She hadn’t been watching him after all – she was watching two large vampires that had been moving up stealthily behind him. Their faces transformed as he spun to face them; he was suddenly acutely aware that he was armed only with the meatball sub still in his right hand.

“You dared invade our sanctuary – with the Slayer!” the closest one declared angrily.

“You die tonight for your audacity!” the second growled.

Jonathan fumbled for his stake as the vampires lunged at him. He slipped easily away from the first and dodged beneath the outstretched hands of the second. He was behind them now – as they turned, he staked the closest one. The remaining vampire lashed out with his hand, slashing Jonathan across the face and knocking his sunglasses off. Jonathan staggered from the blow, crashing into the counter. He spun back to face his assailant, but the vampire had already struck – grabbing Jonathan by the throat and lifting him off his feet. Jonathan stabbed with the stake, hitting a little too low. The vampire tightened his grip on Jonathan – he gasped for breath as he saw the world begin to swim before his eyes. Desperately, he pushed the stake upward – and, suddenly, he fell to the ground, amid a cloud of slowly settling dust. He gulped in great quantities of air.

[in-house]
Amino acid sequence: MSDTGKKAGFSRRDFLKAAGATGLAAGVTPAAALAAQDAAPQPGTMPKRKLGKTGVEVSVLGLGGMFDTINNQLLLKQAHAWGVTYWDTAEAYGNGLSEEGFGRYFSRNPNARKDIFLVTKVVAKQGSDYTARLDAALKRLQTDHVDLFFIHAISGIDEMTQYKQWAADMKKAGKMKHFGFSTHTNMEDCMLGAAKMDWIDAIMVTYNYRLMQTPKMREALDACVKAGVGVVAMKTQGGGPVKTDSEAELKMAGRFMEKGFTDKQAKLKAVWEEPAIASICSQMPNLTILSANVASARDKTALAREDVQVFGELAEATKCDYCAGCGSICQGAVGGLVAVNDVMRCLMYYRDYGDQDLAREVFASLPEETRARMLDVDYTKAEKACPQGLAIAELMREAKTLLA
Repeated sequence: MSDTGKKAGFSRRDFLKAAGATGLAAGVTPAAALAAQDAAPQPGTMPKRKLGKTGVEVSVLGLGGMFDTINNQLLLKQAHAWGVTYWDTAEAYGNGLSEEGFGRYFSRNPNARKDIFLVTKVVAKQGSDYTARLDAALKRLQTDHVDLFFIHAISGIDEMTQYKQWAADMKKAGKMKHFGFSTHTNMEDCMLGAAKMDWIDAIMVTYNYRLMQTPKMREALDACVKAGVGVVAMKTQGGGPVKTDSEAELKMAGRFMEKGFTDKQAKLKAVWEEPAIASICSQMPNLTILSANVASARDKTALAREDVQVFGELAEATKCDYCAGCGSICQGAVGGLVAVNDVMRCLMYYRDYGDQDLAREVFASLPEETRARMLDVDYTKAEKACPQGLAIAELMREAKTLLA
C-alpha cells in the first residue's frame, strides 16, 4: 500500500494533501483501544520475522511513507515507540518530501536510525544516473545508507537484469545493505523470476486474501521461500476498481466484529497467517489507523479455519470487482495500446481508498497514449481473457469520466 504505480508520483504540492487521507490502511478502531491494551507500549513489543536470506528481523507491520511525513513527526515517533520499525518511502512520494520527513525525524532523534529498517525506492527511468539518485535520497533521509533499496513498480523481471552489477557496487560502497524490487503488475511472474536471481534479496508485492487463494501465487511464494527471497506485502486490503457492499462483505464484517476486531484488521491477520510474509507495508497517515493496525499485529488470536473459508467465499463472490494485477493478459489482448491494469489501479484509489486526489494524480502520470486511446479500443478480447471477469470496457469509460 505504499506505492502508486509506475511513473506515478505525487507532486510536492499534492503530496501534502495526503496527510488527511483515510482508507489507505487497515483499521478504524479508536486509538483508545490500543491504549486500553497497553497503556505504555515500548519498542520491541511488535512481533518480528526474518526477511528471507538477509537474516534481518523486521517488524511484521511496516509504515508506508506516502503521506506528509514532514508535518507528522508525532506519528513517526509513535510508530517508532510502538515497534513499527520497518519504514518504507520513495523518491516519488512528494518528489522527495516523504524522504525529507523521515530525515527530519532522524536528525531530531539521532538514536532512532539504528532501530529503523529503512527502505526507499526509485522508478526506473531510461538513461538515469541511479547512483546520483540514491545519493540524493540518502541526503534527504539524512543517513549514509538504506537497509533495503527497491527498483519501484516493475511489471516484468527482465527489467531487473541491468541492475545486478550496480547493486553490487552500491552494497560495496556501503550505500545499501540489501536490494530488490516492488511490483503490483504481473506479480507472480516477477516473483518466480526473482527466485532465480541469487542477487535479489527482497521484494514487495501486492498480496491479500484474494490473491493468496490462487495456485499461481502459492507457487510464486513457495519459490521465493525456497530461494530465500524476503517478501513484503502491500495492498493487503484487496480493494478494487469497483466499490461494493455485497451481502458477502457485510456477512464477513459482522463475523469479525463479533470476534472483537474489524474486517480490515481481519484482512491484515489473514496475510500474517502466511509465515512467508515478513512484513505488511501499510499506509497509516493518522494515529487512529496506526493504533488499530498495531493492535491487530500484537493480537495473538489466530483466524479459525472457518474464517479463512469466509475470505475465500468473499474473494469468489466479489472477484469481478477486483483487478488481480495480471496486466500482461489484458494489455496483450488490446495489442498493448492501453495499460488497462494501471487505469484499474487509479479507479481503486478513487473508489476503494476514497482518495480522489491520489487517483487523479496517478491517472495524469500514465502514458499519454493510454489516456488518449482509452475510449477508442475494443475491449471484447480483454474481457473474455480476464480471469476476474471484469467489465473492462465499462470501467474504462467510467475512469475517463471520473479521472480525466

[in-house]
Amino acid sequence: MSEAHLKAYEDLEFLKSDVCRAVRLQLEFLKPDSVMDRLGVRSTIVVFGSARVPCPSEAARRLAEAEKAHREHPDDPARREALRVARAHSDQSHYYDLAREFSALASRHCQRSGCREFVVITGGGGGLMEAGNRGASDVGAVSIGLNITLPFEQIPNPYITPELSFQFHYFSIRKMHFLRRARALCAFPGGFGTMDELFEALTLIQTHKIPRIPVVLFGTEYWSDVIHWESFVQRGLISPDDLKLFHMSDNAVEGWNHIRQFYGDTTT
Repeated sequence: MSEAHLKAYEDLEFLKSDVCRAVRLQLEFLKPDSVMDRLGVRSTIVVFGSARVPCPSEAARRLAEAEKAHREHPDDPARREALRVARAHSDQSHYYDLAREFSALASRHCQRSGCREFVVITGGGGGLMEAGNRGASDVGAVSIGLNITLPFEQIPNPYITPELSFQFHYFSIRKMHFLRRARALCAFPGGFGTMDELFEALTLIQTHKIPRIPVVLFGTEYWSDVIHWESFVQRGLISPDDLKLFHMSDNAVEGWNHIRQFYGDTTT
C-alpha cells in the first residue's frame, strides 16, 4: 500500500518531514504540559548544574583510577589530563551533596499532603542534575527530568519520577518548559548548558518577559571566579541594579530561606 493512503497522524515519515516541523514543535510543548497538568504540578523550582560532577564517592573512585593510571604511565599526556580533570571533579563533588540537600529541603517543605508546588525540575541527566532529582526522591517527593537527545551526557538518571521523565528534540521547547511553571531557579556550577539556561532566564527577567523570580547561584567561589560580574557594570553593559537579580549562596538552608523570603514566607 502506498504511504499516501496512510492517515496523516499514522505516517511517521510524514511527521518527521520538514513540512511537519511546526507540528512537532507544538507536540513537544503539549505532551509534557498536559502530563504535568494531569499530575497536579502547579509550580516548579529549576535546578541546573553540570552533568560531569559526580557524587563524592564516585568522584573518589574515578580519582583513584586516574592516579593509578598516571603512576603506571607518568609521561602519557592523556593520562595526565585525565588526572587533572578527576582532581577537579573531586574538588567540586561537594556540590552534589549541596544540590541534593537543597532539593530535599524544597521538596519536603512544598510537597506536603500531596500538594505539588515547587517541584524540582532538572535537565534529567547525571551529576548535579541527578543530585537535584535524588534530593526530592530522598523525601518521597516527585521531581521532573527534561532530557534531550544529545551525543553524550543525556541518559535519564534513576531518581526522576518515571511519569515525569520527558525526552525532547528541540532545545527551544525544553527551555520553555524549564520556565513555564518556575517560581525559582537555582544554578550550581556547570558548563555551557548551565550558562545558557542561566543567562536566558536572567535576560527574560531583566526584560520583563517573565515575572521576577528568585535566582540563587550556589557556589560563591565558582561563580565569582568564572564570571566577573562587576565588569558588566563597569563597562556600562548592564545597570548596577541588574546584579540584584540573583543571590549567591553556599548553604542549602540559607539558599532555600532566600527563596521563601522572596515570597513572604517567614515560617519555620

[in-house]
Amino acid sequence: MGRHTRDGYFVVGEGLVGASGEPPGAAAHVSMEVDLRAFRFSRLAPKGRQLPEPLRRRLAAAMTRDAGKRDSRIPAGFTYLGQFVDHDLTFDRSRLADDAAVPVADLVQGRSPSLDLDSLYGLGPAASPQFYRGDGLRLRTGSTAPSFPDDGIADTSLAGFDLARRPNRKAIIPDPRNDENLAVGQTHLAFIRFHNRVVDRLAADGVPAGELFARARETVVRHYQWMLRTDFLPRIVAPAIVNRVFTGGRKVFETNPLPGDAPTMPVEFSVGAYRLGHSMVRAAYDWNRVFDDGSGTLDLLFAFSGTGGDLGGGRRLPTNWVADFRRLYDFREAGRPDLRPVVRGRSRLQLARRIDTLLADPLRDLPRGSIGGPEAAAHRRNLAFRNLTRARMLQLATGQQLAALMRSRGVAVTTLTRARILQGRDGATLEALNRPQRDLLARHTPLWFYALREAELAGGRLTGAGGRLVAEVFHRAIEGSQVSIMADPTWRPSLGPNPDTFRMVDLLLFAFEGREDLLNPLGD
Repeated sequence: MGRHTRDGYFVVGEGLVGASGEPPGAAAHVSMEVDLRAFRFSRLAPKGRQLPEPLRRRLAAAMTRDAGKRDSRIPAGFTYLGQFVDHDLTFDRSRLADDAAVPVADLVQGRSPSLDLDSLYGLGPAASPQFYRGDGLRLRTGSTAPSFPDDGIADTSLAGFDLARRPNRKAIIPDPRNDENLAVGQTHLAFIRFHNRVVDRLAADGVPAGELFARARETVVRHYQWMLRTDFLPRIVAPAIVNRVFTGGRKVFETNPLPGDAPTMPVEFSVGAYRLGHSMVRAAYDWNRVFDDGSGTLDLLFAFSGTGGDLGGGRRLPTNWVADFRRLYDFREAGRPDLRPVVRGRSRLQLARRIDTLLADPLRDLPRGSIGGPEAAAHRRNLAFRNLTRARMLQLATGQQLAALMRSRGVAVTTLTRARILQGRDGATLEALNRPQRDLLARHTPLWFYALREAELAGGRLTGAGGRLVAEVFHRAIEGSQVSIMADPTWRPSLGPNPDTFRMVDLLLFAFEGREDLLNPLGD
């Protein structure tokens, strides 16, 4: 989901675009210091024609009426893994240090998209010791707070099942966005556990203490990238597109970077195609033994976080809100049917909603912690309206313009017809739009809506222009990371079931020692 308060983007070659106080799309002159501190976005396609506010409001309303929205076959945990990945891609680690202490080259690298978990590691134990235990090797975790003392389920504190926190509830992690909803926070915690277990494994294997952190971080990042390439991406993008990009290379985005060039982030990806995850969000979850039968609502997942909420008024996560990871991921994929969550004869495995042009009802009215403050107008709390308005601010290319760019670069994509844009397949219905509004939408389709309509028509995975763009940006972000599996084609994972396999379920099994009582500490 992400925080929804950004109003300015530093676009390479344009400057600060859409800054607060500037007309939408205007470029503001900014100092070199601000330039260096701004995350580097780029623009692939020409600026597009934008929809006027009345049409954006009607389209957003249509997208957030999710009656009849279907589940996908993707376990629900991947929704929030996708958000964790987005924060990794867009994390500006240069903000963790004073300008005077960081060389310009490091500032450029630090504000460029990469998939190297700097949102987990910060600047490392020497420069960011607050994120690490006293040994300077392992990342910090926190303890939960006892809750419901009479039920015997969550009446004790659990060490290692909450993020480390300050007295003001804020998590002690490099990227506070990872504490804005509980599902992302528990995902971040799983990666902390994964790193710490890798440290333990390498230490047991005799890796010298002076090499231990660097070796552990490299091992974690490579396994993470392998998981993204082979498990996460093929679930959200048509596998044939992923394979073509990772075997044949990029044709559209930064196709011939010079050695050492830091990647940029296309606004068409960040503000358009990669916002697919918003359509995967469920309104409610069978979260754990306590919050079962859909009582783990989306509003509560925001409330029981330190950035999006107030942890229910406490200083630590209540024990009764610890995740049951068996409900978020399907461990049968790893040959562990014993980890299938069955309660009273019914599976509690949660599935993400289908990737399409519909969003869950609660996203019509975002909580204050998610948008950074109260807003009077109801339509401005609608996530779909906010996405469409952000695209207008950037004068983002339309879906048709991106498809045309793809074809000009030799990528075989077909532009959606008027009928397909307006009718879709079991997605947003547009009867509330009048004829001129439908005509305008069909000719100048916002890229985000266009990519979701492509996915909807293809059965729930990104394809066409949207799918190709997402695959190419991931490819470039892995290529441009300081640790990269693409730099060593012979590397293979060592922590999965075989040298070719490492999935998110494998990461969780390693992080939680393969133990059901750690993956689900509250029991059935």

“Are you okay?”

He looked up. It was the cashier, bent over next to him, concern clearly visible in her eyes. He quickly averted his own, and scanned the floor for his missing sunglasses. “I’m fine,” he said quietly. He got to his feet and picked up the undamaged shades, lying next to the badly mashed sandwich, a casualty of the combat. He picked up the sub and looked at it dolefully.

“You don’t have to pay for that,” the cashier said. “Get another one.”